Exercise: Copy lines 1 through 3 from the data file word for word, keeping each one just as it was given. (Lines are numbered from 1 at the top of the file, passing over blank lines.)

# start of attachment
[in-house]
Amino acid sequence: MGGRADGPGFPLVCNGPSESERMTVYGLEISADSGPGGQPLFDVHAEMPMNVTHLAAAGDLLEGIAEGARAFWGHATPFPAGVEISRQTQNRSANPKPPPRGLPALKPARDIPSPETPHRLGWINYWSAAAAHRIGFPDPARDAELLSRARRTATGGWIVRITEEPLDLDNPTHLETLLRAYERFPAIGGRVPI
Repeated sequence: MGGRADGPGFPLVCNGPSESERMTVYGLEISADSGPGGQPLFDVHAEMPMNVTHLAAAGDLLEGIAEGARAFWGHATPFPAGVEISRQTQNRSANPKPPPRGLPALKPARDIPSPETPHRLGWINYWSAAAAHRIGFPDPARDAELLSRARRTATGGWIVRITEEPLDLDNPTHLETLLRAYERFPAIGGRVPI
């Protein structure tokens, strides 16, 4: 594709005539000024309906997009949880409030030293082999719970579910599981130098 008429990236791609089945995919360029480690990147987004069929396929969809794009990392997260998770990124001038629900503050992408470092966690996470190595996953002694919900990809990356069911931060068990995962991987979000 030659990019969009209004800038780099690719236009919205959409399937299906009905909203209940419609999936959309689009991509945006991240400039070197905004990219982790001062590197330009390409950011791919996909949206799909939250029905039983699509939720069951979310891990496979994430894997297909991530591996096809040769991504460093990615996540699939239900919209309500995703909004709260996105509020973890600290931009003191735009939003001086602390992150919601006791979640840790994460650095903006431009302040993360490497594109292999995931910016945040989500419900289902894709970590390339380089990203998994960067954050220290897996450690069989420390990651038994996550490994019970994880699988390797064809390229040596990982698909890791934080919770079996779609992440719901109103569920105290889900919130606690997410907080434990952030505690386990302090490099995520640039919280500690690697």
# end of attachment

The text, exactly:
[in-house]
Amino acid sequence: MGGRADGPGFPLVCNGPSESERMTVYGLEISADSGPGGQPLFDVHAEMPMNVTHLAAAGDLLEGIAEGARAFWGHATPFPAGVEISRQTQNRSANPKPPPRGLPALKPARDIPSPETPHRLGWINYWSAAAAHRIGFPDPARDAELLSRARRTATGGWIVRITEEPLDLDNPTHLETLLRAYERFPAIGGRVPI
Repeated sequence: MGGRADGPGFPLVCNGPSESERMTVYGLEISADSGPGGQPLFDVHAEMPMNVTHLAAAGDLLEGIAEGARAFWGHATPFPAGVEISRQTQNRSANPKPPPRGLPALKPARDIPSPETPHRLGWINYWSAAAAHRIGFPDPARDAELLSRARRTATGGWIVRITEEPLDLDNPTHLETLLRAYERFPAIGGRVPI